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March 07, 2011
Demonstrations Call for End to World Bank Investment in Fossil Fuels
    by Robert Kropp

NGOs orchestrate demonstrations at offices of the World Bank, calling on it to return to its mission of fighting poverty by ending its funding of fossil fuel projects.

When he spoke recently with, Ian Gary of Oxfam America spoke of "continuing issues" the organization has encountered in its engagement with the World Bank.

"In very few instances has funding of extractive industry projects led to a reduction in poverty," Gary said.

In fact, the World Bank's lending practices may be even more problematic than Gary's description of them. A recent analysis by Oil Change International found "that none of the World Bank Group’s fossil fuel finance directly targets the poor or ensures that energy benefits are reaching the poor."

Furthermore, as Alison Doig, Senior Adviser on Climate Change at Christian Aid, a UK-based nongovernmental organization (NGO), stated, "Climate change is already devastating lives and livelihoods in developing countries, and predictions are that it will get much worse."

Yet, as a recent study by the Bank Information Center (BIC) pointed out, "2010 was a record year for coal lending at the World Bank – the most heavily polluting of all fossil fuels."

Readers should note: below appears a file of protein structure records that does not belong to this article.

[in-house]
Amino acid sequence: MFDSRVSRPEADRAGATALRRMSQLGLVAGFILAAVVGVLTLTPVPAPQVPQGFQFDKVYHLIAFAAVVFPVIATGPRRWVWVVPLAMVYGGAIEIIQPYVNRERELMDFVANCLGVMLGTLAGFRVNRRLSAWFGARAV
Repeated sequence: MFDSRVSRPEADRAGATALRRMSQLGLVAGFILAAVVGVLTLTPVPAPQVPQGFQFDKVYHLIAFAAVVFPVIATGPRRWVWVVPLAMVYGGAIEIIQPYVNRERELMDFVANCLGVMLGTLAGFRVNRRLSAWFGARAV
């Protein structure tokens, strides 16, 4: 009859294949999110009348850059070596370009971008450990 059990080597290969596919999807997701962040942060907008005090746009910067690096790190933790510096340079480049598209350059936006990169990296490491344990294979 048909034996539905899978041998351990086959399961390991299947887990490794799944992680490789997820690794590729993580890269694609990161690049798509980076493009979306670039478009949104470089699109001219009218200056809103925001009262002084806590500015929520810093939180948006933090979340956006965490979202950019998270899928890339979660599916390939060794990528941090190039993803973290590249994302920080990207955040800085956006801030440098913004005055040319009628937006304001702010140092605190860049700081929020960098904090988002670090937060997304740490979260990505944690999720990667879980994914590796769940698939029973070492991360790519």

In response to the apparent mission drift by the World Bank—whose mission, it states, "Is to fight poverty with passion and professionalism for lasting results and to help people help themselves and their environment"—a group of NGOs demonstrated at its offices throughout the world last week, calling for an end to lending for fossil fuel projects.

The NGOs involved in the demonstrations included Christian Aid, the World Development Movement (WDM), People & Planet, and Jubilee Debt Campaign.

According to a press release from BIC, the demonstrators, "dressed as prisoners chained to lumps of coal," were specifically "targeting the World Bank's Energy Strategy, which is currently under review."

"Once approved, the Energy Strategy will guide the institution’s substantial energy lending portfolio for the next decade," the press release continued. "Activists are calling on the Bank's Energy Strategy review to commit to providing energy services for the poor while phasing out fossil fuel lending."

Doig of Christian Aid stated, "None of the huge fossil fuel projects financed by the World Bank in recent years have increasing energy access as their objective. The new energy strategy cannot be a green cover up for continuing business as usual at the World Bank. It must free us from fossil fuels."

Murray Worthy, policy officer at the WDM, stated, "The World Bank has a long track record of getting its policies for developing countries wrong. It must stop providing finance, including loans, for dirty energy projects."


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